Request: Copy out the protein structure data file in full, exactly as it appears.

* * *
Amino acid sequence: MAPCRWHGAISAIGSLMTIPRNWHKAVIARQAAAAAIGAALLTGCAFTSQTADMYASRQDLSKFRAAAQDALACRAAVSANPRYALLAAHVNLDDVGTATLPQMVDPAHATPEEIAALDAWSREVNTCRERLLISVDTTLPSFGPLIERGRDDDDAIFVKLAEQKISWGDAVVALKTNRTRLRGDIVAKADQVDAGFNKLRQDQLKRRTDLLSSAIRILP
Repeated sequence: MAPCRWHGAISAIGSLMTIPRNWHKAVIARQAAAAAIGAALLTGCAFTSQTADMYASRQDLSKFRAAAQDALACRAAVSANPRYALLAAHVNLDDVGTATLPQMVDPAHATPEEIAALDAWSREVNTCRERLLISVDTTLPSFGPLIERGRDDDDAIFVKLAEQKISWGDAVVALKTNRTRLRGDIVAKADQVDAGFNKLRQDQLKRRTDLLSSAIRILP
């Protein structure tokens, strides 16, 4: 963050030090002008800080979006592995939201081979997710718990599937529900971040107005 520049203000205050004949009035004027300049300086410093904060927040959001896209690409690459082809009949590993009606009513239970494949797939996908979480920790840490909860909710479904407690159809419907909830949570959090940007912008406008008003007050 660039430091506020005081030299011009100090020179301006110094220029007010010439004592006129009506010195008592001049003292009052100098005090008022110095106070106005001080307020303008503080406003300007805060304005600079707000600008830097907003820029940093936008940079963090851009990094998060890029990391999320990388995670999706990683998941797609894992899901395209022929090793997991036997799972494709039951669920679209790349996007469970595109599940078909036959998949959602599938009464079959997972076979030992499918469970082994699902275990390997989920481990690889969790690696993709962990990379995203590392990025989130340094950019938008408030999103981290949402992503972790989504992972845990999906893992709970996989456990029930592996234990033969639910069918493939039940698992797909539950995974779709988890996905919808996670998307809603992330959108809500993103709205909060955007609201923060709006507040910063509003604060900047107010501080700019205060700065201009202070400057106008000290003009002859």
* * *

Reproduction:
Amino acid sequence: MAPCRWHGAISAIGSLMTIPRNWHKAVIARQAAAAAIGAALLTGCAFTSQTADMYASRQDLSKFRAAAQDALACRAAVSANPRYALLAAHVNLDDVGTATLPQMVDPAHATPEEIAALDAWSREVNTCRERLLISVDTTLPSFGPLIERGRDDDDAIFVKLAEQKISWGDAVVALKTNRTRLRGDIVAKADQVDAGFNKLRQDQLKRRTDLLSSAIRILP
Repeated sequence: MAPCRWHGAISAIGSLMTIPRNWHKAVIARQAAAAAIGAALLTGCAFTSQTADMYASRQDLSKFRAAAQDALACRAAVSANPRYALLAAHVNLDDVGTATLPQMVDPAHATPEEIAALDAWSREVNTCRERLLISVDTTLPSFGPLIERGRDDDDAIFVKLAEQKISWGDAVVALKTNRTRLRGDIVAKADQVDAGFNKLRQDQLKRRTDLLSSAIRILP
């Protein structure tokens, strides 16, 4: 963050030090002008800080979006592995939201081979997710718990599937529900971040107005 520049203000205050004949009035004027300049300086410093904060927040959001896209690409690459082809009949590993009606009513239970494949797939996908979480920790840490909860909710479904407690159809419907909830949570959090940007912008406008008003007050 660039430091506020005081030299011009100090020179301006110094220029007010010439004592006129009506010195008592001049003292009052100098005090008022110095106070106005001080307020303008503080406003300007805060304005600079707000600008830097907003820029940093936008940079963090851009990094998060890029990391999320990388995670999706990683998941797609894992899901395209022929090793997991036997799972494709039951669920679209790349996007469970595109599940078909036959998949959602599938009464079959997972076979030992499918469970082994699902275990390997989920481990690889969790690696993709962990990379995203590392990025989130340094950019938008408030999103981290949402992503972790989504992972845990999906893992709970996989456990029930592996234990033969639910069918493939039940698992797909539950995974779709988890996905919808996670998307809603992330959108809500993103709205909060955007609201923060709006507040910063509003604060900047107010501080700019205060700065201009202070400057106008000290003009002859």